Rosales is highly attuned to the ways in which photography structures how we think about ourselves. The Aperture show may be limply curated (it’s too small to portray the epic scale of this project), but it nevertheless provides an insight into Rosales’s goal of resisting the portrayal of Chicanx and Latinx youths in the white mainstream media, where they often appear aggressive or violent. She displays a 1995 issue of the magazine Street Beat, left open to a spread featuring photographs of crews of Chicanx teens. Next to a picture of a group of young women casually posed on a low hill, the editors have written that one group is called the Criminals, a name meant as “a reflection upon the society in which these young Chicanos portray themselves.” Rather than being seen as “criminals straight out,” they are photographed as who they really are—“proud Mexicans with Chicano power.”
Rosales’s experiments with representation are echoed by Hong-An Truong’s exhibition at Rubber Factory (through October 14), a sleek inquiry into the role photography plays in the writing of history. Loosely centered around radical leftist groups during the 1960s and ’70s, the exhibition reproduces posters and photographs associated with the Black Panthers and I Wor Kuen, a Marxist Asian-American collective; blemishes or folds in Truong’s archival materials are left visible. The photo-sculptures and prints on view evoke the sidelining of these groups in the mainstream narrative. They also play on the ways in which photographs are fragile, tenuous things—they get destroyed or come apart if not properly cared for. For the work Tín & Cát in Sài Gòn (2018), Truong has placed a tiny print featuring two Vietnamese-American activists holding each other. It was held to the wall by a small piece of tape.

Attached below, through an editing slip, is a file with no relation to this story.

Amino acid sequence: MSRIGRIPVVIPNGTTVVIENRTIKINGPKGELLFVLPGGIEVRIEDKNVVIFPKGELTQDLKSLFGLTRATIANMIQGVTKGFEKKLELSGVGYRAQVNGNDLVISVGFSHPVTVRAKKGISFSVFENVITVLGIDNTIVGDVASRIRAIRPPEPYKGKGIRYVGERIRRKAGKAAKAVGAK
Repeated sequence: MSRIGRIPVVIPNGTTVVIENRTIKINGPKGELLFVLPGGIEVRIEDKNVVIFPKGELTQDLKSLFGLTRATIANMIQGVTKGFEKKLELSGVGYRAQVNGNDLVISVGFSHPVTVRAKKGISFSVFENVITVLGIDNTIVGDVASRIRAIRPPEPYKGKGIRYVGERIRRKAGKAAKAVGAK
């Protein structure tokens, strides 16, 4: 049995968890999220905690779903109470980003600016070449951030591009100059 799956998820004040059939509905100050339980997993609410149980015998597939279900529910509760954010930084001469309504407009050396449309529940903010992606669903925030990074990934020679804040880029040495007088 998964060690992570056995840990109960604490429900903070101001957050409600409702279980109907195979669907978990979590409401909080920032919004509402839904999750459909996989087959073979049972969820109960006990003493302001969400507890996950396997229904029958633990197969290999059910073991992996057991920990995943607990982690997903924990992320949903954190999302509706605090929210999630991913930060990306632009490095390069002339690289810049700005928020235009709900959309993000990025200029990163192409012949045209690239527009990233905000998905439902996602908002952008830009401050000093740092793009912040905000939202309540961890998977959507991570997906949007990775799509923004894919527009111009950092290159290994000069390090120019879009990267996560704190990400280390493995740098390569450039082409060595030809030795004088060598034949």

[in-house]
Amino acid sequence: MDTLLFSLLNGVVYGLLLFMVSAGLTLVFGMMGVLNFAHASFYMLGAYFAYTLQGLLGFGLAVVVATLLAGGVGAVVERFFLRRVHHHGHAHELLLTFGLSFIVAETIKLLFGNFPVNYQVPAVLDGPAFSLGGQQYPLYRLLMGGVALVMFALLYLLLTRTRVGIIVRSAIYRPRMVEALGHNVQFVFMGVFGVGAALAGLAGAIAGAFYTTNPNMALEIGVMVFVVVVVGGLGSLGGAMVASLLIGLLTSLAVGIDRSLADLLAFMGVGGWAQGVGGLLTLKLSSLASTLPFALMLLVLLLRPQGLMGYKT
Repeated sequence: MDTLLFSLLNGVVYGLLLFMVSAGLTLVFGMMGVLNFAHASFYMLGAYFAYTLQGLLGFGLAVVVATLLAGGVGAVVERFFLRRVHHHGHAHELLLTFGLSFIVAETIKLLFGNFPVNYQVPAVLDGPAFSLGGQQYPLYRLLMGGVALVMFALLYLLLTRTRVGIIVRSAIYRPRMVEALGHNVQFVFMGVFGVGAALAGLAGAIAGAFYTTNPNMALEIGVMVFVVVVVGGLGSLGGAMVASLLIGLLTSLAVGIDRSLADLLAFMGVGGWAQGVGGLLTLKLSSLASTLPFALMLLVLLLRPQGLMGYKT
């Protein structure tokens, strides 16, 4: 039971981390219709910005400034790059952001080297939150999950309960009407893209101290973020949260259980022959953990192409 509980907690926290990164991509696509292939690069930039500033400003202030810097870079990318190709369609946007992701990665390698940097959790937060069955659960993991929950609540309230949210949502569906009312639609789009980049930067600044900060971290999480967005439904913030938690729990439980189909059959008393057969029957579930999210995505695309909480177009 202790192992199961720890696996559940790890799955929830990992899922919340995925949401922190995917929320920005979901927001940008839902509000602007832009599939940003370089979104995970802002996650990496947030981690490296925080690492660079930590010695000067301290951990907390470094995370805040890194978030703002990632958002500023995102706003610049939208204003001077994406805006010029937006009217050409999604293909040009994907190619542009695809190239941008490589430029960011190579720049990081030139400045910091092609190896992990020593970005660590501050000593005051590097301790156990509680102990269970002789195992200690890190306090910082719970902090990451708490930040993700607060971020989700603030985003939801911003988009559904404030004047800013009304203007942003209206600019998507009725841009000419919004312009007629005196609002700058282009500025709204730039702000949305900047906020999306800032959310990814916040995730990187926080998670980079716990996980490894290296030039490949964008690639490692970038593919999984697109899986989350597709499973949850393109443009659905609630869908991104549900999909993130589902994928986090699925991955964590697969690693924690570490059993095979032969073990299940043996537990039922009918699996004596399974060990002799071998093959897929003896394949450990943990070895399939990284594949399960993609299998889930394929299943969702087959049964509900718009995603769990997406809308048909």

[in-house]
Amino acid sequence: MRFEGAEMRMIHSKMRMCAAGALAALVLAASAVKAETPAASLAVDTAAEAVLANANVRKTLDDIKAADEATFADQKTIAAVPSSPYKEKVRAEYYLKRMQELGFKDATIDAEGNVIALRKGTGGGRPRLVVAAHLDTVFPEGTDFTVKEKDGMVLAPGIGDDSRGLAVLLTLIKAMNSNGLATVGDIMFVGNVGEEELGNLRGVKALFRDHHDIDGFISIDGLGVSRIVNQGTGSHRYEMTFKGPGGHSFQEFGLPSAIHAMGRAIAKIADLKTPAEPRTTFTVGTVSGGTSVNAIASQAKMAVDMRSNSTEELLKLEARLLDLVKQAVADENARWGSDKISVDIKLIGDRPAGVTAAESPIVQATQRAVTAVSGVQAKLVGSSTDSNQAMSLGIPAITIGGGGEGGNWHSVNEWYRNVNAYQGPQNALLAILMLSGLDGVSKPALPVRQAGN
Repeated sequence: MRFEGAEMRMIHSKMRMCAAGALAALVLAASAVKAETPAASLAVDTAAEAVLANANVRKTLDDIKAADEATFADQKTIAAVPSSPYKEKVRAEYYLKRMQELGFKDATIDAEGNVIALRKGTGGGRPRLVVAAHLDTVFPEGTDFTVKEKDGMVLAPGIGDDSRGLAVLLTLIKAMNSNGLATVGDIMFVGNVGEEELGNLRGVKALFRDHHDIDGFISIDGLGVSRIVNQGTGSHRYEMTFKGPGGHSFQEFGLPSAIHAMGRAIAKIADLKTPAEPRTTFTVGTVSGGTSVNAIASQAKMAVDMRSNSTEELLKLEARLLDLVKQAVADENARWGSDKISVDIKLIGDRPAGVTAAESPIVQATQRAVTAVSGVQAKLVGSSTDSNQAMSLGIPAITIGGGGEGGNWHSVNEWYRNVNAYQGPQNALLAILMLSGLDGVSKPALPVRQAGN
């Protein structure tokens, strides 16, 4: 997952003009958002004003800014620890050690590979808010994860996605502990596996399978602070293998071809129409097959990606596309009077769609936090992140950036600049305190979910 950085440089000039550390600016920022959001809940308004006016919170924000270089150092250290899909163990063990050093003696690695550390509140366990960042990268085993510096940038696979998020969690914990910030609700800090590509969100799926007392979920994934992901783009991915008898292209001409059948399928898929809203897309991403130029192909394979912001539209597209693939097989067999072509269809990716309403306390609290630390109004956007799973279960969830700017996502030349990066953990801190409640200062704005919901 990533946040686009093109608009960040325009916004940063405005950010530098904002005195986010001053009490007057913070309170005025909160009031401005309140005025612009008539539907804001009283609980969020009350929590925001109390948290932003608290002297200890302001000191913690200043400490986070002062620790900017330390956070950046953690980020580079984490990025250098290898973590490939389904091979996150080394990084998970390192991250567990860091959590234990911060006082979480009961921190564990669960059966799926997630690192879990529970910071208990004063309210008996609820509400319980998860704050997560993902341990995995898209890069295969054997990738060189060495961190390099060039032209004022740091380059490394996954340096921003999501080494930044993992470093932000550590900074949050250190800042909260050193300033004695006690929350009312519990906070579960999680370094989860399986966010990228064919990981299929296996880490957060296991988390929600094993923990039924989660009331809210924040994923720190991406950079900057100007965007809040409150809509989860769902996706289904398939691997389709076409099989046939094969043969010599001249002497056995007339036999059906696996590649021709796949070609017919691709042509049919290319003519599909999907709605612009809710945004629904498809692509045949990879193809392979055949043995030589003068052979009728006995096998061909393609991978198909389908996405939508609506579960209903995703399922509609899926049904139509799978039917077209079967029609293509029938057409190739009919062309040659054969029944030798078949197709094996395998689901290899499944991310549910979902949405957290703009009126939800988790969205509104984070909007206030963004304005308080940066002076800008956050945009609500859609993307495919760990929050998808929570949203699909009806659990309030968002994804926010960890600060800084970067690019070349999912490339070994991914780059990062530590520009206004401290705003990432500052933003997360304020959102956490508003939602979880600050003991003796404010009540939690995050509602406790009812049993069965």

Truong’s chilly conceptualism finds a parallel in Essex Street gallery’s tight survey of the underrated artist Pati Hill (through October 21), who began experimenting with Xerox machines in the 1970s. Like Truong and Rosales, Hill, who died in 2014, was fascinated by the various methods by which certain people and things get preserved by photography in the digital age.
Her pictures, many of them black-and-white, are ghostly and strange—they feature gloves and other articles of clothing held against the scanner bed’s glass. These objects are posed frontally and appear slightly squashed, like flowers pressed into a notebook; their old-timey color scheme calls to mind daguerreotypes and other early forms of photography. Yet despite their dated look, Hill’s photographs are ultracontemporary. Like Tillmans’s works, they are melancholy meditations on the circulation of images in an increasingly digital world. Consider Hill’s photocopied images of empty train carriages that seemingly await passengers. These are, in fact, not pictures she herself took—they’re copies of anonymous photographs initially used in publicity campaigns. By xeroxing them, has Hill produced pictures that are more or less original than their source material? Does such a distinction even matter? Hill made ready-mades her own—sometimes that’s enough.